Thursday, October 31, 2013

Dean King to Speak at MRL

Tales from History of Adventure and Survival

Dean King, the well-regarded author of narrative historical non-fiction, is speaking at the Main Branch of the Massanutten Regional Library on Thursday, November 7th at 7:00pm.  A Richmond native, he was born in 1962 and graduated from the University of North Carolina and New York University.  As a post graduate, King spent ten years in New York City mostly writing for up-scale magazines and other periodicals.
            During the second half of the 1990’s, his publications focused on maritime subjects, some of which he co-authored with the naval historian John B. Hattendorf.  Two of these volumes are companion guides to Patrick O’Brian’s well-researched and detailed Aubrey-Maturin maritime novels set during the European conflicts in the early 1800s.  In 2000, King also published an unauthorized biography of O’Brian that was marketed shortly after O’Brian’s death.[i]
In 2004, Dean King published Skeletons on the Zahara: A True Story of Survival (Little Brown and Company) based on the early 19th century account by Captain James Riley, who with his crew were wrecked off the coast of Africa and were enslaved by Arab tribesmen.  In addition to relying on contemporary accounts of these experiences by the survivors, King, partly financed by the National Geographic’s Adventure magazine, traced the gruesome journey of these sailors across the Sahara.  This book appeared on a number of best sellers’ lists and in November 2004, it reached number six on Amazon’s best history books of 2004.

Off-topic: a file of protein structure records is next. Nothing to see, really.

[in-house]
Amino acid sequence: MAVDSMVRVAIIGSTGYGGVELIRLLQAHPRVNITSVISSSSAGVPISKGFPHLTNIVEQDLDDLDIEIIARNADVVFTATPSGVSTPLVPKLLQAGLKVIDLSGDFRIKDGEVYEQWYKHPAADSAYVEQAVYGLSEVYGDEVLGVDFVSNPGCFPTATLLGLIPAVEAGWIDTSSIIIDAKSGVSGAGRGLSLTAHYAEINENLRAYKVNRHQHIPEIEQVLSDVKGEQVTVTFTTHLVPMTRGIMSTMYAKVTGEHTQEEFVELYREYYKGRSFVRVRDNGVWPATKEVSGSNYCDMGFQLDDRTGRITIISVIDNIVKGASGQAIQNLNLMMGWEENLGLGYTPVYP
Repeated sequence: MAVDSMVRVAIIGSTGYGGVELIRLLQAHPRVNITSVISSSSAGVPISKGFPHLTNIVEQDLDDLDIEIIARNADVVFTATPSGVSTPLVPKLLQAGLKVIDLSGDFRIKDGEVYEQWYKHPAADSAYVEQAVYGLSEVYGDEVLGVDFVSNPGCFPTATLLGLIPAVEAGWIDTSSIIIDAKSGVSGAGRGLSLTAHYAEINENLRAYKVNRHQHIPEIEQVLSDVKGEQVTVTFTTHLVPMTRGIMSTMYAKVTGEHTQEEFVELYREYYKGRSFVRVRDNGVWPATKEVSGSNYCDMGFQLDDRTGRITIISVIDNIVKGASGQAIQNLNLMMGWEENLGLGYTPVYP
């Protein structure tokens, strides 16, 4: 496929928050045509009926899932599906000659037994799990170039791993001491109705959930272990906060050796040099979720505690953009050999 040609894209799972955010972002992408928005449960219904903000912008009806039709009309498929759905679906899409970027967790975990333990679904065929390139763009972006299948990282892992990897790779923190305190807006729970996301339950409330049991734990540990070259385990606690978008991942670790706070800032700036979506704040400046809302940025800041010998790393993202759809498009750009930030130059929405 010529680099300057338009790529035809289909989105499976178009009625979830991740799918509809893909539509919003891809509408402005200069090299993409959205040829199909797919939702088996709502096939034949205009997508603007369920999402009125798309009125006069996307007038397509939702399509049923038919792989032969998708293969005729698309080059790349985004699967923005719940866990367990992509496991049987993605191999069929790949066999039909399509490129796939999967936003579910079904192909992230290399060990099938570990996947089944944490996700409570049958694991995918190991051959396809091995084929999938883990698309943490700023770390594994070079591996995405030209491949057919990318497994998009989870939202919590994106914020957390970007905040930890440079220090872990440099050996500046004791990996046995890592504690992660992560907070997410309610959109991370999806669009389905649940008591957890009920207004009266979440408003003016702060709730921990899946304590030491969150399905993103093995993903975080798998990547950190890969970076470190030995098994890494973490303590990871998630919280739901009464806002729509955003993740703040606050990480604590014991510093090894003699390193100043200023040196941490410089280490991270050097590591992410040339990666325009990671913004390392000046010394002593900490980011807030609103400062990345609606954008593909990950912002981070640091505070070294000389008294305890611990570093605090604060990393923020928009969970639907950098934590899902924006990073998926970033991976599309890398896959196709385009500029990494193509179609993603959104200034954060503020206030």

King’s 2010 publication Unbound: A True Story of War, Love, and Survival (Little Brown and Company) followed the journey of the thirty women who undertook the “Long March” in 1934 with Mao Zedong.  During the four and a half years of research for this book, King took two trips to China to trace the women’s journey.  These trips allowed the author to interview the last woman survivor of the march and to experience part of the women’s journey with an eight day trek in the Dagushan Mountains along the Tibetan border.
His most recent book, published in spring 2013, is The Feud: The Hatfields and the McCoys; The True Story (Little Brown and Company) – a well-known and always fascinating tale of truths and myths.  Though most of the feuding took place in the 1880’s, King extended the timeline for the confrontations from the Civil War to 1912 in an attempt to clear the underbrush of fiction.
Dean King endeared himself to librarians during an interview that appeared in three years ago.   When asked to share helpful research tips, he answered that among the useful things about library resources are the research librarians.  “They are an amazing resource and are often more than happy to have their skills put to good use.”  Thank you Dean King.
The MRL welcomes all to its program featuring Dean King and to pick up a copy of one of his books.

[i] With Hattendorf: Every Man Will Do His Duty: An Anthology of Firsthand Accounts From the Age of Nelson (1997); A Sea of Words: a Lexicon and Companion for Patrick O’Brian’s Seafaring Tales (1995) also with J. Worth Estes; and Harbors and High Seas: an Atlas and Geographical Guide to the Complete Aubrey-Maturin Novels of Patrick O’Brian (2000).

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